Swiss-French poet, playwright and essayist Edmond Fleg (1874–1963) wrote the librettos for Bloch’s Macbeth (1910) and Enescu’s Oedipe (1936). He was a prominent Jewish thinker and an influential figure in French Jewish culture of the 20th century.
Fleg was born Edmond Flegenheimer in Geneva. He studied in Geneva before moving to Paris in 1892, where he went on to study at the Sorbonne and the Ecole normale supérieure. Early published works include the plays Le Message (1904), La Bête (1910) and Le Trouble-fête (1913). He fought with the Foreign Legion during World War I and became a French citizen in 1920. In 1921 he published Ecoute Israël, the first in a four-volume poem that would later include L’Eternal est notre Dieu, L’Eternal est un and Et Tu aimerais l’Eternal. Other interwar works include the poem La Mur des pleurs (1919), the play La Maison du bon dieu (1920), French translations of Goethe’s Faust (1937) and Shakespeare’s Julius Caesar (1938) and the influential essays Anthologie juive (1923), Pourquoi je suis juif (1927) and Jésus raconté par le juif errant (1933). In 1935 he became president of the Eclaireurs israélites de France (Jewish Scout Movement).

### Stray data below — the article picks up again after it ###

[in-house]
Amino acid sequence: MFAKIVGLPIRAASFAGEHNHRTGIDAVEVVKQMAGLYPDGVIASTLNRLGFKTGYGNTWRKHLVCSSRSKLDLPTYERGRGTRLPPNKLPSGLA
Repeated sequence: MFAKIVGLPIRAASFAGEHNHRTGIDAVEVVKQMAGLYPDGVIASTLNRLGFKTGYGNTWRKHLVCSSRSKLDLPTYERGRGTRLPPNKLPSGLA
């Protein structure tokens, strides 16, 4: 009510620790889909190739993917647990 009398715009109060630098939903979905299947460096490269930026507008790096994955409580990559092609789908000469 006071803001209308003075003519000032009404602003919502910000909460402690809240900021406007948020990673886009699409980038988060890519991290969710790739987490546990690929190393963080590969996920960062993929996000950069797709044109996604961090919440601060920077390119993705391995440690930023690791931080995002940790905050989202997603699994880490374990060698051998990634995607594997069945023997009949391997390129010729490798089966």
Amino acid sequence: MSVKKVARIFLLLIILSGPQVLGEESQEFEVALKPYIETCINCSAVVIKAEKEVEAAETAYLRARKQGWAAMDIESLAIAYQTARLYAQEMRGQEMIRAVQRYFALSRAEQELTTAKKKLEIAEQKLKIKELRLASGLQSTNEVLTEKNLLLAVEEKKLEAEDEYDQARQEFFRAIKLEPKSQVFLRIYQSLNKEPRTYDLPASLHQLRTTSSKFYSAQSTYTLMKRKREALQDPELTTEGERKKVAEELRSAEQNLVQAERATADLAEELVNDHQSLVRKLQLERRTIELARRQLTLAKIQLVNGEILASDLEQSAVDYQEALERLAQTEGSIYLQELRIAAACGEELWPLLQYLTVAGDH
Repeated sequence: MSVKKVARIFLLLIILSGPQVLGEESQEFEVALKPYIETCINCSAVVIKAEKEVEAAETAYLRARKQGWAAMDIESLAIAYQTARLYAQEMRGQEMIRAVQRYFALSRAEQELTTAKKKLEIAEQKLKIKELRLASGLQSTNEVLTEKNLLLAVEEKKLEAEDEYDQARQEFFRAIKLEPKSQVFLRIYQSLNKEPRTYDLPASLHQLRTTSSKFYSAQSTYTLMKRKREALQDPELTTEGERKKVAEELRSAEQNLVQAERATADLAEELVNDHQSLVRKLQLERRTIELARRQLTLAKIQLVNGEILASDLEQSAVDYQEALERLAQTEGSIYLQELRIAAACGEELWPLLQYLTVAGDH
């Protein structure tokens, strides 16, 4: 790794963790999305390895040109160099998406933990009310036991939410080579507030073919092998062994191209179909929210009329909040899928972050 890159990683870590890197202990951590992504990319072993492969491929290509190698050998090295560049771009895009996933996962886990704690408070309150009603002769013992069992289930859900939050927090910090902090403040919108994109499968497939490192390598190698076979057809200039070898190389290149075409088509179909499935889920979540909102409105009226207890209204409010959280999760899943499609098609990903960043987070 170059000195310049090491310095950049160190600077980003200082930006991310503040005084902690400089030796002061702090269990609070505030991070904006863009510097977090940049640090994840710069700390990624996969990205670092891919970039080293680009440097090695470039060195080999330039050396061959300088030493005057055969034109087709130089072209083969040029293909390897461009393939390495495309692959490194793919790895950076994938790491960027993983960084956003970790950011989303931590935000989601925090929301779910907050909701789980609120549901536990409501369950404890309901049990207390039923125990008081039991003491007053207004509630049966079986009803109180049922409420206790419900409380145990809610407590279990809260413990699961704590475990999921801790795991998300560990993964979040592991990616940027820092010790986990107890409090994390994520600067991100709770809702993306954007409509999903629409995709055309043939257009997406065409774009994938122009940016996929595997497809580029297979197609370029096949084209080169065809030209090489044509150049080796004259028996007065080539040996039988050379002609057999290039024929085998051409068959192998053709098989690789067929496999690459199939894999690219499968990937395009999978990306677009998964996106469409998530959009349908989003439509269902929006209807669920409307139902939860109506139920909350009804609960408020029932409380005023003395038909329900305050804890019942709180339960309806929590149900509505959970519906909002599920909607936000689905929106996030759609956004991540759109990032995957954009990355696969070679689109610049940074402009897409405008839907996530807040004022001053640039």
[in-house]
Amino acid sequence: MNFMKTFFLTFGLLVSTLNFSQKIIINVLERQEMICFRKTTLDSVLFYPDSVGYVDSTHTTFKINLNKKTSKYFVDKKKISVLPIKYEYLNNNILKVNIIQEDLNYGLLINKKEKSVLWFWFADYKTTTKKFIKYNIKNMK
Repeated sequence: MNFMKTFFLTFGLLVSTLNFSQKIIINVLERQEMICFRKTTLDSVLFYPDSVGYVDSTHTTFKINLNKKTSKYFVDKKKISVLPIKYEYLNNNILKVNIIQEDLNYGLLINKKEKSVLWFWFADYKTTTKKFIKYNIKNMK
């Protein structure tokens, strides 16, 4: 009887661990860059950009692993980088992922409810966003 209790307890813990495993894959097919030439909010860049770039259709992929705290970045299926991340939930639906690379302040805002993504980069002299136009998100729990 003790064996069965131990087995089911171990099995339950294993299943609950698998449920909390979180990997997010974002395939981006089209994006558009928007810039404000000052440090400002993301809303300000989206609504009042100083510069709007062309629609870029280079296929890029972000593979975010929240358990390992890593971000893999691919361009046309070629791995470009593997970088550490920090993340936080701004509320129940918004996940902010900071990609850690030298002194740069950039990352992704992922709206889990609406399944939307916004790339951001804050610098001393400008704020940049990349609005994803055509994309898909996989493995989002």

In 1948 Fleg co-founded Amitié Judéo-Chrétienne de France with Jules Isaac. Late works include French translations of Genesis (1946) and Exodus (1963).
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